Housing Development Finance Corporation, India’s largest mortgage lender, has largely remained a mute spectator in the bull run in the Indian stock markets during the past 18 months.
“HDFC has underperformed the NIFTY Bank/Property index by 15 percent/40 percent over the last one year due to multiple concerns over fundamental business drivers due to competitive headwinds, as well as asset quality challenges during the pandemic,” global brokerage Goldman Sachs in a recent report.
The contribution of core mortgage value to market capitalisation remains depressed at 45 percent but this could change as business prospects for core mortgages improve, the brokerage added.
Brokerages attributed the underperformance to factors such as the current growth in home loans due to low interest rates. Experts said disbursements are likely to face headwinds once the interest cycle reverses.
“With a turning rate cycle, the best of margins for HFCs (housing finance companies) like HDFC is behind; with a high base, we expect net interest income growth to lag AUM (assets under management) growth,” CLSA said in a report.
Net interest income grew at a subdued 2 percent on-year in the third quarter of FY22 due to a high base a year earlier and increasing reserve requirements.
Demand in the real estate sector is reviving, with strong traction in property sales, falling inventory levels, new launches and consequently, improving confidence on asset quality.
Goldman Sachs said HDFC’s improving asset quality, strengthening balance sheet, healthy lending spreads and expanding market share in the retail business make for improved visibility on earnings growth.
It said earnings would grow at a compounded annual growth rate (CAGR) of 14 percent from FY22 to FY25, resulting in a core RoA (return on assets) of 2 percent by FY25.
According to CLSA, “Stage-3 assets increased from 2 percent to 2.3 percent due to a change in the Reserve Bank of India’s non-performing asset recognition policy. Adjusted for the change, stage-3 assets reduced to 1.8 percent with a meaningful drop in non-individual NPAs (from 4.7 percent to 3.9 percent).”
The realty market gained strong traction during the third quarter, with the residential segment growing 10 percent YoY and 30 percent on-quarter. Ofﬁce space leasing was almost back to pre-COVID levels.
Strong focus enabled HDFC to increase the percentage of loans to developers in its portfolio. Its developer book grew at about 15 percent CAGR over FY16-21 and while the asset quality in this segment has been better than that of peers, it has also proactively cleaned up portfolios.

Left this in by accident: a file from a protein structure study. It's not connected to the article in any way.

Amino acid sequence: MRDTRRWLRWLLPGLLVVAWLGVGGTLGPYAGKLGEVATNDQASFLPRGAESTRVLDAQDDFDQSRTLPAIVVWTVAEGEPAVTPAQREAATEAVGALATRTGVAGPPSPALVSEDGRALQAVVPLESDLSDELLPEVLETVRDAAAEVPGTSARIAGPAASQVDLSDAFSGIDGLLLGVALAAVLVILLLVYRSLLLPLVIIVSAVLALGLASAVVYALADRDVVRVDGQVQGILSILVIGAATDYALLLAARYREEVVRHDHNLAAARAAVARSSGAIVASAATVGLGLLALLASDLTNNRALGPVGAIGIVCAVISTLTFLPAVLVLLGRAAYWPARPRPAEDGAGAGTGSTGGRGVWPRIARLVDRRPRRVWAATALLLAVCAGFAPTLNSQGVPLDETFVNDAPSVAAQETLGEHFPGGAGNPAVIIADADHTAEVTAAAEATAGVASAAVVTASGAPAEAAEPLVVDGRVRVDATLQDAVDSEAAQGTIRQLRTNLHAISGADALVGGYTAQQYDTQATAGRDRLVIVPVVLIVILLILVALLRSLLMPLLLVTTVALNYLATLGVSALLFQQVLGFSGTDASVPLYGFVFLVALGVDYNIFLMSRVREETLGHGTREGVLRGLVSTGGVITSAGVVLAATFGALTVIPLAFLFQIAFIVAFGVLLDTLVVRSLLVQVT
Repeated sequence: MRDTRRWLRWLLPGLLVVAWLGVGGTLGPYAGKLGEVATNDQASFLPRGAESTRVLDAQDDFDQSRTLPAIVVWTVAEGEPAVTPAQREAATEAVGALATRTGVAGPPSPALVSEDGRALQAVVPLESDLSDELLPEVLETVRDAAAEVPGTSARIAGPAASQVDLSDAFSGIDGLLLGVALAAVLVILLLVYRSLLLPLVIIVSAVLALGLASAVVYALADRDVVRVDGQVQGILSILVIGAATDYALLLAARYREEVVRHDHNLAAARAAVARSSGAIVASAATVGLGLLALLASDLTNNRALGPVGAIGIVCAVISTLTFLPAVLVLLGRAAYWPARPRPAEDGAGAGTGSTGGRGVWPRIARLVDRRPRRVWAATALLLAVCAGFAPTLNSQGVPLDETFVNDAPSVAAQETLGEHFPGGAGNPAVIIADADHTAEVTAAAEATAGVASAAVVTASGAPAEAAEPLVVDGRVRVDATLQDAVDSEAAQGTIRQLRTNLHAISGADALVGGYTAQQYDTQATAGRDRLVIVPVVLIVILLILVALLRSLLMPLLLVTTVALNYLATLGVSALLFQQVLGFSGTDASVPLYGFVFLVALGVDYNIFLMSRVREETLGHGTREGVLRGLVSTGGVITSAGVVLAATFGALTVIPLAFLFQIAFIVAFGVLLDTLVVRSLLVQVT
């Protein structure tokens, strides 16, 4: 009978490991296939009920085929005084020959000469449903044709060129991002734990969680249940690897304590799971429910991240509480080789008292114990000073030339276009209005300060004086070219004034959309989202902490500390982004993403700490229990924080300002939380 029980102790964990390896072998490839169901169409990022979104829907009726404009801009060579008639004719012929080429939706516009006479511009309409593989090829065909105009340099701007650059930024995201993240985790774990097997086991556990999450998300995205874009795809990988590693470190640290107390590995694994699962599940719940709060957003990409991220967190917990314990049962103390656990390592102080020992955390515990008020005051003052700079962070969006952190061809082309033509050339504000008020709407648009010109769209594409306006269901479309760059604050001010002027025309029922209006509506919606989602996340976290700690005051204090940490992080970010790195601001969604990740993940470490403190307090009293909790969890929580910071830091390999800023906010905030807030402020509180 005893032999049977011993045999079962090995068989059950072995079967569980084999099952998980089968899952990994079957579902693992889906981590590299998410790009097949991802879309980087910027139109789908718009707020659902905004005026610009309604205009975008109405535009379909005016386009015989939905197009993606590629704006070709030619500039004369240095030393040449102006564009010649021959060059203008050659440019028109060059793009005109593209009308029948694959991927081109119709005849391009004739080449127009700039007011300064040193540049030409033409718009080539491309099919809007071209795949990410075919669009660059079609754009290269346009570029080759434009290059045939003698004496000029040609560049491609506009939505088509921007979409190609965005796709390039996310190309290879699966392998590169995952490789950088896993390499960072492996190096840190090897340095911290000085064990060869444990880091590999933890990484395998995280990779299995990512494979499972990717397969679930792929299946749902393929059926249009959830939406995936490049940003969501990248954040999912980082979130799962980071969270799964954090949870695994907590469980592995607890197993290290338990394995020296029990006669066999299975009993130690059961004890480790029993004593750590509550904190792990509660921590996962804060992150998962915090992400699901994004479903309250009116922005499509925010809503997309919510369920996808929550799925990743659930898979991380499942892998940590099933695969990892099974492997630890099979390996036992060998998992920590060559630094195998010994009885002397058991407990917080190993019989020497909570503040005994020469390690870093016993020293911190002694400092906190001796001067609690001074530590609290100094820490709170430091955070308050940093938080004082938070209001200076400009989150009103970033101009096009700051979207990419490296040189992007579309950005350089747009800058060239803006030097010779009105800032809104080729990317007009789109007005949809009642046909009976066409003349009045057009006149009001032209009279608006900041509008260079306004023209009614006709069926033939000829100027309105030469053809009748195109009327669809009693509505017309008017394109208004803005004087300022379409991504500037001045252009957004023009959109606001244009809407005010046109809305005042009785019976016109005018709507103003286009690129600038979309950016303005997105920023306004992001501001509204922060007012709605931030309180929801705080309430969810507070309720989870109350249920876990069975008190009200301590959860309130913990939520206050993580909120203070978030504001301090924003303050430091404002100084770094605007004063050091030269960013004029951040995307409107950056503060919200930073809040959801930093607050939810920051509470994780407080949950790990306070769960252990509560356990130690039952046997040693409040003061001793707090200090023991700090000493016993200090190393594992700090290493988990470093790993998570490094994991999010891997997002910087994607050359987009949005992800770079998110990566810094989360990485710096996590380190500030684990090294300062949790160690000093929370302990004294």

“We are baking in a healthy pick-up in corporate demand driven by a turnaround in the real estate cycle and assume loan growth at an 18 percent CAGR through FY21-25,” Goldman said in its report.
HDFC has gained market share by 200 bps since May 2019 and now accounts for about 18 percent of total retail loans.
“We calculate that in the recent quarters post-COVID, the company has actually grown faster than the banking industry, suggesting share gains from not only other HFCs but also from the smaller banks,” Goldman said in its report. “We believe that HDFC’s retail loans can grow at about 15 percent CAGR over FY21-25, on the back of increased market share gains.”
As a result, individual mortgages are expected to account for 74 percent of the total loan book in FY25, up from 68 percent in FY15 and 72 percent in FY20. The brokerage expects the mix of developer loans to increase to 19 percent in FY25 from 17 percent in FY22.
“We expect this to have an accretive impact on margins, given the higher yielding nature of this book, while supporting overall loan growth,” Goldman said.
Margins likely to sustain
With increasing competition and banks trying to gain market share by aggressively cutting rates, spreads have come under pressure. The spreads between home loan rates offered by major lenders and G-Sec yields have reached their lowest in almost a decade.
Still, the brokerage said that with a liability mix that has a higher share of ﬁxed-rate borrowings, superior treasury management as well as some pricing power given its signiﬁcant market share, HDFC can deliver healthy margins of about 2.9 percent over the next three-year period.
Strong investment case
Based on these factors, the risk-reward ratio for HDFC has become much more favourable, especially since valuations have depressed considerably.
Goldman estimates the mortgage lender currently trades at a “16.1x FY23E P/E and 2.0x FY23E P/B on a standalone basis (after adjusting for current market valuations of subsidiaries), which is signiﬁcantly below long-term mean multiples of 22.6x P/E and 3.5x P/B (standalone).”
Sustained market share gains, stable spreads on account of better liability management and better pricing power, benign credit costs and sufficient provision buffers will fuel earnings growth and improve ratios.
“With an improvement in loan book mix to retail at about 74-75 percent of total portfolio, we expect lower RWA (risk weighted assets) density to translate into sustainable returns, and we are baking in core RoEs (return on equity) of around 14 percent over FY23-25,” Goldman said, setting a target price of Rs 3,081 over a 12 month period.
HDFC shares closed at Rs 2,437.05 on the National Stock Exchange on February 23.Disclaimer: The views and investment tips expressed by investment experts on Moneycontrol.com are their own and not those of the website or its management. Moneycontrol.com advises users to check with certified experts before taking any investment decisions.